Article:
True Detective S1 Review: “Haunted Houses”


After the non-stop, high octane tension of the past few episodes, it was inevitable that True Detective would have to dial it down a notch somewhat to take stock before moving into its final act, and that’s just what Pizzolatto and Fukunaga have done. The more subdued tone of Haunted Houses is not to its detriment however. Rather, it sets the stakes for what the ending teases to be a conclusive final act. While not all threads may be cleared up, we as an audience will be satisfied by the eight hour journey we have travelled with Marty and Rust.

This episode concerned itself mainly with showing us just what happened in 2002 to fracture the relationship between Marty and Rust, creating the men we see in 2012. It has always been obvious that something happened between them; indeed I’m pretty sure most of us guessed correctly that it would have something to do with Maggie and Rust, but I don’t think anyone could have predicted just how it would unfold. The scene in which Maggie uses Rust in the most horrible way is an astounding piece of television – it shows us Rust as emotional as we have ever seen him, and gives us another side to Maggie, already a strong female character in quite a testosterone-fuelled show. We may point the finger at Maggie for her actions, but we must also sympathise. She has been used so much by Marty thus far, in despicable ways, and now in a stroke of sick genius, her agency is revealed. So far, True Detective has not been a show that relies on cheaply withholding crucial plot elements or information in order to maintain suspense and viewership. Instead, by the end of the season premiere we already knew the basics of what happened in the two men’s lives. In the five hours since then, we have been delving down into the dark details, and with the two remaining hours bearing down, it looks as though everything will finally come full circle.

I didn’t focus on Marty in this review for a reason, and that’s because while he featured a lot, the general drive of the episode was showing us how events conspired to remove Rust from the force and turn him into the man we see in 2012. With that said, Marty does show admirable loyalty towards Rust in the interview room, which in itself is ironic for a variety of reasons. But back to Rust.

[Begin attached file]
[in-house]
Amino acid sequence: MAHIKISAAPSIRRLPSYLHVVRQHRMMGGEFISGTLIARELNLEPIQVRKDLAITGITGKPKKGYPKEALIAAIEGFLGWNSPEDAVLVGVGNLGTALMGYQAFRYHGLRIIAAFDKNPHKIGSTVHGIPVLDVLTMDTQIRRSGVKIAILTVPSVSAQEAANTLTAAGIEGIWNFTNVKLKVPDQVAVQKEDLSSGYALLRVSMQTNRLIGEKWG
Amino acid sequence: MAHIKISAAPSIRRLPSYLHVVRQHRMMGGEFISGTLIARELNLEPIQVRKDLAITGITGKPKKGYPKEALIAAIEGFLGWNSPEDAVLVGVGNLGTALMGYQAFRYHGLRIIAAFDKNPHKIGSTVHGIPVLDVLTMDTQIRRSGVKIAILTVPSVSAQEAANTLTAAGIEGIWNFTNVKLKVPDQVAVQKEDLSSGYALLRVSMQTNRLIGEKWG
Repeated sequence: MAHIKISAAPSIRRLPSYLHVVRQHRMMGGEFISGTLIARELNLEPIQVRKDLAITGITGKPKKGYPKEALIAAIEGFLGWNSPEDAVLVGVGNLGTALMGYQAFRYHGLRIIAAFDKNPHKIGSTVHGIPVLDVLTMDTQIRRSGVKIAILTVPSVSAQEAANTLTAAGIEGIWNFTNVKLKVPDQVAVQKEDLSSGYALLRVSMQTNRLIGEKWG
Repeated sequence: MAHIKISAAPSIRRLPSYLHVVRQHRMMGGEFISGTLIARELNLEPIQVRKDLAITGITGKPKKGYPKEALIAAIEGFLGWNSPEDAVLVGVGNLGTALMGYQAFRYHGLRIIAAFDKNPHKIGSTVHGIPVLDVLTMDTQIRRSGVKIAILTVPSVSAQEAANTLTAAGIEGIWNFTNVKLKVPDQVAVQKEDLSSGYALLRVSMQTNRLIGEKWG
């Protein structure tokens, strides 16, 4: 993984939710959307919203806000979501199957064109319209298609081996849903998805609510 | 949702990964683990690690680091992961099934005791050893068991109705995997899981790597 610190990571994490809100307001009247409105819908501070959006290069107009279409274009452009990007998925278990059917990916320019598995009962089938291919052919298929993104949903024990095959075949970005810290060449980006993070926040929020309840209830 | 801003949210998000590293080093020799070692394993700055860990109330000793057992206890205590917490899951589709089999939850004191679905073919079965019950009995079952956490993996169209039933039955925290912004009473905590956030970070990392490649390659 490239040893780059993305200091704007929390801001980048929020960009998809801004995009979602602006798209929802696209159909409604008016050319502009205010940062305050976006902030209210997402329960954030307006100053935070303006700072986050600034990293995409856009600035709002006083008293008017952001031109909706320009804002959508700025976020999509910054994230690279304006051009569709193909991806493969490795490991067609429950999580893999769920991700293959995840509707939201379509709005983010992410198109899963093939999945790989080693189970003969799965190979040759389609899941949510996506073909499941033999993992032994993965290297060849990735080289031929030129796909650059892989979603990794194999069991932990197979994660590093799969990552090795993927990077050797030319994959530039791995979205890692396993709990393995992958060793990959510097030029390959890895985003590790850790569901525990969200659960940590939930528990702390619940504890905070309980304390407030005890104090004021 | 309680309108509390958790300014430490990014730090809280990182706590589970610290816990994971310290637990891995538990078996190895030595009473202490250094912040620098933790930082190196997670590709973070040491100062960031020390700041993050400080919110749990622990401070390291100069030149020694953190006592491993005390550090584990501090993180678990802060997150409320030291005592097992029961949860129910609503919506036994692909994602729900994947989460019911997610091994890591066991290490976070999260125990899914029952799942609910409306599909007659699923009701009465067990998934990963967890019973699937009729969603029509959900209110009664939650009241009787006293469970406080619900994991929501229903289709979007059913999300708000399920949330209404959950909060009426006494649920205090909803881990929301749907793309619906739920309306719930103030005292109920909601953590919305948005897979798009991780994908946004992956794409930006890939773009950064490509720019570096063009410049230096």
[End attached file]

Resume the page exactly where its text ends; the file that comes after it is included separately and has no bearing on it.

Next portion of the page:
The general consensus of most of the viewership is that 2012 Rust is still “on the case”, and if true, what this entails fits his character as established so far perfectly. We already know that Rust revels in the thrill of the chase – he seemed to genuinely enjoy his brief undercover excursion with Ginger and co. in Who Goes There. I would even go so far as to say that the Rust we saw there was as real as we have ever seen him. Whether his various monologues have any bearing on his truest world beliefs is a bit of a gray area, but if nothing else, we know him to be a deeply wounded, cynical pessimist-cum-misanthropist. This is still reflected in 2012 Rust, albeit with less fatalistic undertones. Allow me to speculate for a moment: despite what Gilbough and Papania believe, Rust never left the state for an extended period of time. Rather, he laid low and dedicated himself to furthering the case. This episode gave more evidence to this theory, in that the only way he could possibly continue his work was to quit the force and become a quasi-vigilante. He is on the brink of a breakthrough, and chooses to reveal himself under his current alcoholic persona to Gilbough and Papania, not so that he can assist them, but rather to get a read on them and where they are in their own investigation. Notice that Rust spent the whole time in the interview room spouting out his monologues, and dancing around the detectives’ questions. All he was concerned with was seeing the file. As soon as he did, his work was finished.

The storage locker he mentioned contains his casework built up so far, and this is where he is leading Marty. I for one don’t believe that Rust himself is the Yellow King, or in any way involved with or related to the murders apart from investigating them. Where the Tuttles fit into all of this remains to be determined, but I and others are of the opinion that the man mowing the lawn outside the school in The Locked Room (Glenn Fleshler, Boardwalk Empire’s George Remus!) is involved. From our extended viewings of Rust post-quitting the force, and our brief glimpse of him undercover, one thing becomes clear. When he is given a bit of legitimate freedom in order to work towards his goal, his personality intensifies and the real Rust comes to the fore. Paradoxically, he seems more comfortable being himself when adopting a façade than when he just goes about his day to day.

Here’s a preview for this Sunday’s episode:


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